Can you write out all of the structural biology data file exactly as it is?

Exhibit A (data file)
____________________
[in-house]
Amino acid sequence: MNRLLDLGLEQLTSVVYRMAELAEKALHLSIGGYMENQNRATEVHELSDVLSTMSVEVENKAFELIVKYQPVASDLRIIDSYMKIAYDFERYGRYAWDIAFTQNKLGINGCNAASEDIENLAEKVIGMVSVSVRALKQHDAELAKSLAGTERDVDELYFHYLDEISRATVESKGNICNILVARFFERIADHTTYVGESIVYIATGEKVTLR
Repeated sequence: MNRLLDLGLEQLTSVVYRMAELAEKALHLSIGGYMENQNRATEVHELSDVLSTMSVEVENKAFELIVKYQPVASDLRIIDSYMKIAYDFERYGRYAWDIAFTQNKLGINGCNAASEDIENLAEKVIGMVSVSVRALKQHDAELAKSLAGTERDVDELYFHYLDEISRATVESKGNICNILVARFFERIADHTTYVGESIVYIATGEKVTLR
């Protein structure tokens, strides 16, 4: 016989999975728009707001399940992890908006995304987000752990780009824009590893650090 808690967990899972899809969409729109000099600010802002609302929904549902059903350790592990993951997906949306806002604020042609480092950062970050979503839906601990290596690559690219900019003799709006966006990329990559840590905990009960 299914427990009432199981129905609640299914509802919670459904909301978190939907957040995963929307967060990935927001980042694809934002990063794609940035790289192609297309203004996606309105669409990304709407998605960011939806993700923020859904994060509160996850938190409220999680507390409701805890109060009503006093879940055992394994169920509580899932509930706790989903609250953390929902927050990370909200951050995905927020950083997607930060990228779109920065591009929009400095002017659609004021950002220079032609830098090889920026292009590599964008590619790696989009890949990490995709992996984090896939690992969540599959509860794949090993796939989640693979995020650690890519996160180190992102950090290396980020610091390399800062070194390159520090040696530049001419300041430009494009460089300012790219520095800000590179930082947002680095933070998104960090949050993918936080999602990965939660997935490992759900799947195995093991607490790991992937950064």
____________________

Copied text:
[in-house]
Amino acid sequence: MNRLLDLGLEQLTSVVYRMAELAEKALHLSIGGYMENQNRATEVHELSDVLSTMSVEVENKAFELIVKYQPVASDLRIIDSYMKIAYDFERYGRYAWDIAFTQNKLGINGCNAASEDIENLAEKVIGMVSVSVRALKQHDAELAKSLAGTERDVDELYFHYLDEISRATVESKGNICNILVARFFERIADHTTYVGESIVYIATGEKVTLR
Repeated sequence: MNRLLDLGLEQLTSVVYRMAELAEKALHLSIGGYMENQNRATEVHELSDVLSTMSVEVENKAFELIVKYQPVASDLRIIDSYMKIAYDFERYGRYAWDIAFTQNKLGINGCNAASEDIENLAEKVIGMVSVSVRALKQHDAELAKSLAGTERDVDELYFHYLDEISRATVESKGNICNILVARFFERIADHTTYVGESIVYIATGEKVTLR
């Protein structure tokens, strides 16, 4: 016989999975728009707001399940992890908006995304987000752990780009824009590893650090 808690967990899972899809969409729109000099600010802002609302929904549902059903350790592990993951997906949306806002604020042609480092950062970050979503839906601990290596690559690219900019003799709006966006990329990559840590905990009960 299914427990009432199981129905609640299914509802919670459904909301978190939907957040995963929307967060990935927001980042694809934002990063794609940035790289192609297309203004996606309105669409990304709407998605960011939806993700923020859904994060509160996850938190409220999680507390409701805890109060009503006093879940055992394994169920509580899932509930706790989903609250953390929902927050990370909200951050995905927020950083997607930060990228779109920065591009929009400095002017659609004021950002220079032609830098090889920026292009590599964008590619790696989009890949990490995709992996984090896939690992969540599959509860794949090993796939989640693979995020650690890519996160180190992102950090290396980020610091390399800062070194390159520090040696530049001419300041430009494009460089300012790219520095800000590179930082947002680095933070998104960090949050993918936080999602990965939660997935490992759900799947195995093991607490790991992937950064």